legitimate, ‘the form, rate and direction of the decolonization
process’ (Cohen 1983: 73). Later, as Cohen (1983) notes, the
tendency for military
Union. Electoralsystems The
president is elected by direct universal suffrage for a term of six years
and may not serve more than two terms.
Elections to the Nationalrat are based
on a system of proportional representation, the ‘enforced’
preference voting system, with a 4 per cent threshold. Term of office: four
electorate in the
domestic arena are undoubtedly legitimist and represent the traditional
bastions of conservative right-wing support in France. Older, male, petty
bourgeois and agriculturally based, the electorate does not differ substantially from the traditional core support of the RPR (Ivaldi, 1999b:
643). Its score of 13.1 per cent represented the dual positive effect of
the proportional electoralsystem combined with the importance of
charismatic heads of the national-constituency lists. However, the elections
also represented the first time since the onset of the
agreed that, in 2001, tactical voting by Labour supporters enabled the Liberal
Democrats to retain some of the seats they first won in 1997 while Liberal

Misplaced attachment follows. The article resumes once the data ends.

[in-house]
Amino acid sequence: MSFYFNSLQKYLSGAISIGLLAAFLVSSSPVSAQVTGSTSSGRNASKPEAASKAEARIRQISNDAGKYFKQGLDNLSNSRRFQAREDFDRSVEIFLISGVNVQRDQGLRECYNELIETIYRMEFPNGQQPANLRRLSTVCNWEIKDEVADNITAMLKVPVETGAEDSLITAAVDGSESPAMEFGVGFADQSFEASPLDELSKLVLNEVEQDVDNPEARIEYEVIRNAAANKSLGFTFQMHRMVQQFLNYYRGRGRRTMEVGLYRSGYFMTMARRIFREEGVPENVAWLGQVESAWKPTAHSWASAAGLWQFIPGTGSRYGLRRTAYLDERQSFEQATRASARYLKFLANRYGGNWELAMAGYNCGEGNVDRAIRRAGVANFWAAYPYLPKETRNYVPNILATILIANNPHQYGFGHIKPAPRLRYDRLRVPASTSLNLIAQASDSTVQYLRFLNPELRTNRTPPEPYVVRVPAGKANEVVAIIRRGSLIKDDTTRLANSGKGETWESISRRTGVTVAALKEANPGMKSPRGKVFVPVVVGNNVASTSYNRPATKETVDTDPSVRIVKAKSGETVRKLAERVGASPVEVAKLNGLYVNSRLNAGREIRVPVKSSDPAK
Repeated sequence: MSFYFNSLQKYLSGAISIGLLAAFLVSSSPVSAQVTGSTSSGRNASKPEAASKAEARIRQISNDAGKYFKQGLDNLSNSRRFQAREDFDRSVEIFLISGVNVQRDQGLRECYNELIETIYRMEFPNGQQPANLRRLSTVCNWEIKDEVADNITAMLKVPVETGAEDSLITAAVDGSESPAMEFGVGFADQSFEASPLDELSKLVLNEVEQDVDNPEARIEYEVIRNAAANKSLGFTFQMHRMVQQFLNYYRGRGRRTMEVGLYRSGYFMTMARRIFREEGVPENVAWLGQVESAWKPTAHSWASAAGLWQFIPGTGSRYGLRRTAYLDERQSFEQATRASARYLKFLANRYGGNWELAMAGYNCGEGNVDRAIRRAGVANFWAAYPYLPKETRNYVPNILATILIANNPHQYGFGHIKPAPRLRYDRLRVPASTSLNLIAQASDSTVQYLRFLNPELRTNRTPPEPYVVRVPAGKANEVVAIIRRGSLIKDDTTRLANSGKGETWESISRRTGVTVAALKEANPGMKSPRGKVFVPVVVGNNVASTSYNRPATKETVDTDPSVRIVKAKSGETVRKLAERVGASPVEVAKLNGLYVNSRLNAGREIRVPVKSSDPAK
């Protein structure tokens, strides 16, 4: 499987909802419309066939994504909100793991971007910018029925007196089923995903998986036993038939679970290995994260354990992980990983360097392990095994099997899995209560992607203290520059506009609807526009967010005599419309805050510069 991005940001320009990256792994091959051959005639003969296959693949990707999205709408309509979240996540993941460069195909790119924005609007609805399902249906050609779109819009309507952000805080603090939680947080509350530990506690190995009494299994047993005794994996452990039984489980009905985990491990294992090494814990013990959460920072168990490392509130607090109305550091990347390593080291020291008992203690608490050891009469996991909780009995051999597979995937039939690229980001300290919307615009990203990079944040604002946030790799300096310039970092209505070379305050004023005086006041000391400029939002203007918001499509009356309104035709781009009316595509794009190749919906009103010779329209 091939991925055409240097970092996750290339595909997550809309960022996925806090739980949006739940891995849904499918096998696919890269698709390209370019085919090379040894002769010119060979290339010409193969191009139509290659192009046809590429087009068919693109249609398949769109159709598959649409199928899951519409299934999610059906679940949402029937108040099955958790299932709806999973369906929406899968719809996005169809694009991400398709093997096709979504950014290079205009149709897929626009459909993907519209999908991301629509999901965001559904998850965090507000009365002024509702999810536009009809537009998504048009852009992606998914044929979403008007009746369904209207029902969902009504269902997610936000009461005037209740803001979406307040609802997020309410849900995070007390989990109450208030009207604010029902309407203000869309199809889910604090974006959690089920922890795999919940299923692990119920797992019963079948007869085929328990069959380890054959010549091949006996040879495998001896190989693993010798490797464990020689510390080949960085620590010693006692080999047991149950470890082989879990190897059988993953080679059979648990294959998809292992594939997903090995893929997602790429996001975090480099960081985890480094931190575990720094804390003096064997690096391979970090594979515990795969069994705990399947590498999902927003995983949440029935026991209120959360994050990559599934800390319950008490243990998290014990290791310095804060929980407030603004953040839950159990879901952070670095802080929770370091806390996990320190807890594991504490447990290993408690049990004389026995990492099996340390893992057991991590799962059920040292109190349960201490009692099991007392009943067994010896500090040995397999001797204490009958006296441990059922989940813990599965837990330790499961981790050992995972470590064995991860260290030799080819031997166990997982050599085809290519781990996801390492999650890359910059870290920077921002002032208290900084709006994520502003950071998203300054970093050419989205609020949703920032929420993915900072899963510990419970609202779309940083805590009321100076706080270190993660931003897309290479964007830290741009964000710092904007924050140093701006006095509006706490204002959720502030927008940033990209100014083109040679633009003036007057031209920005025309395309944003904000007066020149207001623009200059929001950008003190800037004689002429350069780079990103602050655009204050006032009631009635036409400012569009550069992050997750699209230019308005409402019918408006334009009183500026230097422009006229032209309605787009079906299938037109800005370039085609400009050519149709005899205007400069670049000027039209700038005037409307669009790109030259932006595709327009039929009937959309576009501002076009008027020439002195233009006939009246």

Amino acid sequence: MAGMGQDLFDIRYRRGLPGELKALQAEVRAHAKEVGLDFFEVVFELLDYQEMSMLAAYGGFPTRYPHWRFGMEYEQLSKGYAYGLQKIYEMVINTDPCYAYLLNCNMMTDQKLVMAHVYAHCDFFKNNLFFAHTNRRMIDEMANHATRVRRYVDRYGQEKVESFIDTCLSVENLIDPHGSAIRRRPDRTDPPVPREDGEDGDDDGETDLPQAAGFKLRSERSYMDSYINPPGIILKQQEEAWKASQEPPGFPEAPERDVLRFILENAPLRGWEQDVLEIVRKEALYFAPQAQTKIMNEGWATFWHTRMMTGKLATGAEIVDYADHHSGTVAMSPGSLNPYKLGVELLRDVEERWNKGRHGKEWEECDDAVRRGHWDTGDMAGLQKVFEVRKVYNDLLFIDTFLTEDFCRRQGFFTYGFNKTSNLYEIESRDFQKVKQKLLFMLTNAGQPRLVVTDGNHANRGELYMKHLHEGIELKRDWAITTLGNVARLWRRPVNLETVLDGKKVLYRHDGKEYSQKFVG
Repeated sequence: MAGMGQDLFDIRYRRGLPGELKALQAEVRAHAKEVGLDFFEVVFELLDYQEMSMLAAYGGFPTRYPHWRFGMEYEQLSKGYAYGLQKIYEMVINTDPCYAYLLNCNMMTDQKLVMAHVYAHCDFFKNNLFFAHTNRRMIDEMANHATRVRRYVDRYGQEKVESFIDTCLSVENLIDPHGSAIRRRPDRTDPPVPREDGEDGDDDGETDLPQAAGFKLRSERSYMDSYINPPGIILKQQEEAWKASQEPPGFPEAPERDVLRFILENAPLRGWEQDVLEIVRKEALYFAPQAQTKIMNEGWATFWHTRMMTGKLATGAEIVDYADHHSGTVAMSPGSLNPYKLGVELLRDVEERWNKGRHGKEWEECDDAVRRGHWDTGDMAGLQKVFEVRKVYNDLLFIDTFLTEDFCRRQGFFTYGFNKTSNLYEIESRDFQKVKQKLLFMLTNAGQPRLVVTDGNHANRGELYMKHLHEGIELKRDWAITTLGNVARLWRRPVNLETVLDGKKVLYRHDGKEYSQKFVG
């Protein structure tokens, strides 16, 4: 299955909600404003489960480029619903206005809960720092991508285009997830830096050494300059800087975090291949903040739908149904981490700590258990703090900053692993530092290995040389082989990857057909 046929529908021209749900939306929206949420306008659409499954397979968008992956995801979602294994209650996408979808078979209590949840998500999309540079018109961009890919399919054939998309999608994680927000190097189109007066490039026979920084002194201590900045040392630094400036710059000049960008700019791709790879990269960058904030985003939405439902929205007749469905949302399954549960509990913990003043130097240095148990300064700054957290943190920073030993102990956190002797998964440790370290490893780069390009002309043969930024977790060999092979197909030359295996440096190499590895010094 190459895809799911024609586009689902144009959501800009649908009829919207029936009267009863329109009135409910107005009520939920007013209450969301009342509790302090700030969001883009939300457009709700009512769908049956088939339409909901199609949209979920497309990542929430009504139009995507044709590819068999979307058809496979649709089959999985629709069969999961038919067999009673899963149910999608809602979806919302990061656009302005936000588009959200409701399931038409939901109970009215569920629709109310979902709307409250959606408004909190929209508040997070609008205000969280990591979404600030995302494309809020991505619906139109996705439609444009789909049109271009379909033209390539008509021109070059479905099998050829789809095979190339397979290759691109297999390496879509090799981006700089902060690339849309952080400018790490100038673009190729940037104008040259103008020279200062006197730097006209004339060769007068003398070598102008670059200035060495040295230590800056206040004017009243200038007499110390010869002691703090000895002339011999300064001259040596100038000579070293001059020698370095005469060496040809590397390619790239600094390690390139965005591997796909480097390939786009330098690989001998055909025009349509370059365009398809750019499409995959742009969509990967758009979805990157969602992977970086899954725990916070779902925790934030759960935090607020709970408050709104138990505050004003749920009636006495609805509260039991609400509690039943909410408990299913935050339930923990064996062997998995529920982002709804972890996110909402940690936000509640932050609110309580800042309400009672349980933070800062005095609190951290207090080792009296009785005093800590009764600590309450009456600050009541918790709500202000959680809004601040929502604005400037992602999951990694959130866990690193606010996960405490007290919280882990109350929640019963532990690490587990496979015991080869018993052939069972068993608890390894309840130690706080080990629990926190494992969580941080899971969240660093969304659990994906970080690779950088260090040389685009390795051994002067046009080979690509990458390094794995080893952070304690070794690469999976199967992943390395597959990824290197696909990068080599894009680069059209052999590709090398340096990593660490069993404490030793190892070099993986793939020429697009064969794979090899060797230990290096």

Democrat voters returned the favour for Labour to do the same.9 The
Conservative Party also simultaneously suffered from the workings of the
first-past-the-post electoralsystem, as we shall see later on.
Given this outcome in 2001, and looking ahead to the next general
election in 2005/6, the Conservatives will need a uniform national swing to
them of at least 6.5 per cent. A swing of 9 per cent will make the
that demands for reform were hardening. This was
demonstrated by growing support for the Liberal Democrats, who strongly
advocated reform, for campaign groups such as Charter 88 and for Scottish
and Welsh Nationalists.
The principles of Labour’s reform
We can divide Labour’s reform programme into the following processes.
Democratisation. Too much of the British political system was seen as undemocratic. The prime targets were the unelected House of Lords, and the notoriously unrepresentative electoralsystem.
Decentralisation. As we have seen above, Labour
rules of the game favour a bipolarised party system, as we shall see later
on when we briefly consider the 2002 elections. In historical terms, these
institutional factors were even more important. With the emergence of
strong, stable governments encouraged by the 1958 constitution, parties
were deprived of their former capacity for Byzantine political manoeuvre
in an Assembly-dominated regime.
A separate but related institutional argument highlights the role of
the two-ballot electoralsystem in parliamentary elections (Bartolini, 1984).
By its discriminatory effects
, the number
of parliamentary parties is largely influenced by the mechanical process
of translating votes into seats (Charlot, 1993).
Analysis of vote transfers between the two rounds of legislative elections
points out the substantial effect of the bipolar constraints imposed by
the second ballot, the impossibility of minor parties gaining sufficient
support to win parliamentary representation, and the tendency for the
electoralsystem to manufacture parliamentary majorities for parties that
have not necessarily received majority support from the voters. The